Guide to the Marshall McDonald papers, 1777-1926 and undated, bulk 1819-1896
Born in 1835 in area of Virginia that is now West Virginia; Confederate officer during the U.S. Civil War, and U.S. Commissioner of Fish and Fisheries from 1879-1895. The collection concerns early history of the fur trade and the French-Indian War; events during the Civil War, including McDonald's position as ordnance officer at Vicksburg, Miss. for the Departments of Mississippi and Eastern Louisiana; his appointment in 1879 as Fisheries Commissioner; the organization and work of the Daughters of the American Revolution (DAR) and to a lesser extent the Sons of the American Revolution. The Civil War papers are particularly substantive, giving details on the Vicksburg Campaign, the role of African Americans in the war, and topics such as supplies, movement of troops, and other logistics. Letters from the 1820s written by his grandfather, A. W. McDonald, a colonel in the French and Indian War, touch on the fur trade and related topics; and early letters of the Reverend Robert T. Berry and the Griggs family, of Virginia, contribute to the genealogy of those families. Marshall's correspondents include Virginia politicians and U.S. scientists. Includes correspondence of McDonald's wife, Mary Eliza McCormick McDonald, who served as a leader in the DAR.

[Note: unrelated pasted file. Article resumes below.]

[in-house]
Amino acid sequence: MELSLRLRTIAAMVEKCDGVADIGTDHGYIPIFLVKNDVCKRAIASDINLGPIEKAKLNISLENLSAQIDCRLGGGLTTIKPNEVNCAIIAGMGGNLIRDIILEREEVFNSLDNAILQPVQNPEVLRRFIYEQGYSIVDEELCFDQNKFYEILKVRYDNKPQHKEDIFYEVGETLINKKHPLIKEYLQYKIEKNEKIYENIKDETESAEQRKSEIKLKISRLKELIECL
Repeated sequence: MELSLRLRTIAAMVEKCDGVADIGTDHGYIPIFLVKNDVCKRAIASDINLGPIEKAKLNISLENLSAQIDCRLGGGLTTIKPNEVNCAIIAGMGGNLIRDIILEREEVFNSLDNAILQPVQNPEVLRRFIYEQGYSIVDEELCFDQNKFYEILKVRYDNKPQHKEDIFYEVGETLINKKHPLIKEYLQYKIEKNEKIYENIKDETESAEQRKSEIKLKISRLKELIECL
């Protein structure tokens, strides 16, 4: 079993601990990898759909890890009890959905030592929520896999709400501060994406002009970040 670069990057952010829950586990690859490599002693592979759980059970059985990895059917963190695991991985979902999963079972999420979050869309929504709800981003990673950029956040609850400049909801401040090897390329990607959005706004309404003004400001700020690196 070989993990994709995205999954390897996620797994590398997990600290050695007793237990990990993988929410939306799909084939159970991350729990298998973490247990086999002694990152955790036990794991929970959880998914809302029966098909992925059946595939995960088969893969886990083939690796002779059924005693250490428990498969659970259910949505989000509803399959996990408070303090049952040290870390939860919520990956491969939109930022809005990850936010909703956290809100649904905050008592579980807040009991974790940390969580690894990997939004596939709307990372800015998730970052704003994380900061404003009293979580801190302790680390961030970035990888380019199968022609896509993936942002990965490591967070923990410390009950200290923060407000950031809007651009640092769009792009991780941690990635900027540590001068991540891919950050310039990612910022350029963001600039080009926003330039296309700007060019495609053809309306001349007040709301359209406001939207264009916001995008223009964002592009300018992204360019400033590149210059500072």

- Collection Number
- Marshall McDonald papers
- 1777-1926 and undated bulk 1819-1896
- McDonald, Marshall, 1835-1895
- 4.1 Linear Feet, 5,090 Items
- David M. Rubenstein Rare Book & Manuscript Library
- Material in English
Correspondence, invoices, receipts, requisitions, and other personal and military papers of Marshall McDonald and others, dating chiefly from 1819-1896. The collection concerns early history of the fur trade and the French-Indian War; events during the Civil War, including McDonald's position as ordnance officer at Vicksburg, Miss. for the Departments of Mississippi and Eastern Louisiana; his appointment in 1879 as Fisheries Commissioner; the organization and work of the Daughters of the American Revolution (DAR) and to a lesser extent the Sons of the American Revolution.
Early items include two letters from the 1700s: one is a copy of a letter dated Mar. 16, 1777, from George Washington, urging McDonald's grandfather, Angus McDonald, to accept an appointment as lieutenant colonel in the Continental Army; the other letter of 1798 is from a John Henry. The letters from the 1820s belong to Angus McDonald and primarily concern the career as colonel during the French and Indian War, and his occupation as a fur trader and partner in the Missouri Fur Company, which dissolved in 1824. There are descriptions of several Plains Indian tribes including the Sioux and the Aricaras.